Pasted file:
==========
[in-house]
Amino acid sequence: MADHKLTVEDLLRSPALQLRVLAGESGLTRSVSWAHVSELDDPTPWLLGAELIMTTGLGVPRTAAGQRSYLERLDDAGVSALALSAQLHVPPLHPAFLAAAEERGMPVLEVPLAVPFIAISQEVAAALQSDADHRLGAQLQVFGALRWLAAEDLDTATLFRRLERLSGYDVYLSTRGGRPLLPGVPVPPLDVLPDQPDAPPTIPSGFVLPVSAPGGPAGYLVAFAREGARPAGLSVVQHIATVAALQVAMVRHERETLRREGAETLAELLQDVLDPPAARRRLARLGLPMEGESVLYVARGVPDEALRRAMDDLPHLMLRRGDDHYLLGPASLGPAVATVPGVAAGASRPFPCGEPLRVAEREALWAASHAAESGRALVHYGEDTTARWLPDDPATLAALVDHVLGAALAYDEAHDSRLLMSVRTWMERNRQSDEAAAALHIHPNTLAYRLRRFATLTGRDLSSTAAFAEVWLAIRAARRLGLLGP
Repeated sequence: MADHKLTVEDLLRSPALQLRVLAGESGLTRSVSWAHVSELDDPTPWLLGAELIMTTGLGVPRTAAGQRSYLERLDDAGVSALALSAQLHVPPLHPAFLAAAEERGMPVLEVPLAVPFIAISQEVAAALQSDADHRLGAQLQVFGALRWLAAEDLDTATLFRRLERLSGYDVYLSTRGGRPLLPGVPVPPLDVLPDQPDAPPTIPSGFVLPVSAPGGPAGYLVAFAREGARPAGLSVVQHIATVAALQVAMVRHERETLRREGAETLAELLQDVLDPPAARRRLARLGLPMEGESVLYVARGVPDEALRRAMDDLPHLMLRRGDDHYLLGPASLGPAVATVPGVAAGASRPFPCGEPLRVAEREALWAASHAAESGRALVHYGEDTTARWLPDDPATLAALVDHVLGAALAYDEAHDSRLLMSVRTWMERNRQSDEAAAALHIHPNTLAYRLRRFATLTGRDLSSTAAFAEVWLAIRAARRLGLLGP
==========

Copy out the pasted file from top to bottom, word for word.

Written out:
[in-house]
Amino acid sequence: MADHKLTVEDLLRSPALQLRVLAGESGLTRSVSWAHVSELDDPTPWLLGAELIMTTGLGVPRTAAGQRSYLERLDDAGVSALALSAQLHVPPLHPAFLAAAEERGMPVLEVPLAVPFIAISQEVAAALQSDADHRLGAQLQVFGALRWLAAEDLDTATLFRRLERLSGYDVYLSTRGGRPLLPGVPVPPLDVLPDQPDAPPTIPSGFVLPVSAPGGPAGYLVAFAREGARPAGLSVVQHIATVAALQVAMVRHERETLRREGAETLAELLQDVLDPPAARRRLARLGLPMEGESVLYVARGVPDEALRRAMDDLPHLMLRRGDDHYLLGPASLGPAVATVPGVAAGASRPFPCGEPLRVAEREALWAASHAAESGRALVHYGEDTTARWLPDDPATLAALVDHVLGAALAYDEAHDSRLLMSVRTWMERNRQSDEAAAALHIHPNTLAYRLRRFATLTGRDLSSTAAFAEVWLAIRAARRLGLLGP
Repeated sequence: MADHKLTVEDLLRSPALQLRVLAGESGLTRSVSWAHVSELDDPTPWLLGAELIMTTGLGVPRTAAGQRSYLERLDDAGVSALALSAQLHVPPLHPAFLAAAEERGMPVLEVPLAVPFIAISQEVAAALQSDADHRLGAQLQVFGALRWLAAEDLDTATLFRRLERLSGYDVYLSTRGGRPLLPGVPVPPLDVLPDQPDAPPTIPSGFVLPVSAPGGPAGYLVAFAREGARPAGLSVVQHIATVAALQVAMVRHERETLRREGAETLAELLQDVLDPPAARRRLARLGLPMEGESVLYVARGVPDEALRRAMDDLPHLMLRRGDDHYLLGPASLGPAVATVPGVAAGASRPFPCGEPLRVAEREALWAASHAAESGRALVHYGEDTTARWLPDDPATLAALVDHVLGAALAYDEAHDSRLLMSVRTWMERNRQSDEAAAALHIHPNTLAYRLRRFATLTGRDLSSTAAFAEVWLAIRAARRLGLLGP